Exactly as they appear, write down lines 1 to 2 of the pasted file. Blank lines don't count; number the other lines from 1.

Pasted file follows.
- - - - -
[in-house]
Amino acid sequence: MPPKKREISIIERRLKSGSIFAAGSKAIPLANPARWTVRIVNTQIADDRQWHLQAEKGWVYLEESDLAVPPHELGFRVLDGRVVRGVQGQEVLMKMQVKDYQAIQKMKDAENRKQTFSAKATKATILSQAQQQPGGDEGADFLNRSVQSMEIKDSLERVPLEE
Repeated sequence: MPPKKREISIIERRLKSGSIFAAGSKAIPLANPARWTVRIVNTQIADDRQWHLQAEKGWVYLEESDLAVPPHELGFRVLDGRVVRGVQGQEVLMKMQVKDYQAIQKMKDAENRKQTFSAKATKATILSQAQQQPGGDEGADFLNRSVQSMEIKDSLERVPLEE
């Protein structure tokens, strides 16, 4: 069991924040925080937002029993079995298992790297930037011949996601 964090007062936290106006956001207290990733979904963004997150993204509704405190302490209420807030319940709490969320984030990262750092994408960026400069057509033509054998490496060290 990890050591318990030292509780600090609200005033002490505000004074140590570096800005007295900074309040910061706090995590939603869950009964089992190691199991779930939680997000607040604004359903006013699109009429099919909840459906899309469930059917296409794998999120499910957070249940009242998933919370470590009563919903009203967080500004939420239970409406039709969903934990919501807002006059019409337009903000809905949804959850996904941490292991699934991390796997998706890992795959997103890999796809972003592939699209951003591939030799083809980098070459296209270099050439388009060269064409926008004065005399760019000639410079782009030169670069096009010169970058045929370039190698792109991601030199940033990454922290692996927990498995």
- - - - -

[in-house]
Amino acid sequence: MPPKKREISIIERRLKSGSIFAAGSKAIPLANPARWTVRIVNTQIADDRQWHLQAEKGWVYLEESDLAVPPHELGFRVLDGRVVRGVQGQEVLMKMQVKDYQAIQKMKDAENRKQTFSAKATKATILSQAQQQPGGDEGADFLNRSVQSMEIKDSLERVPLEE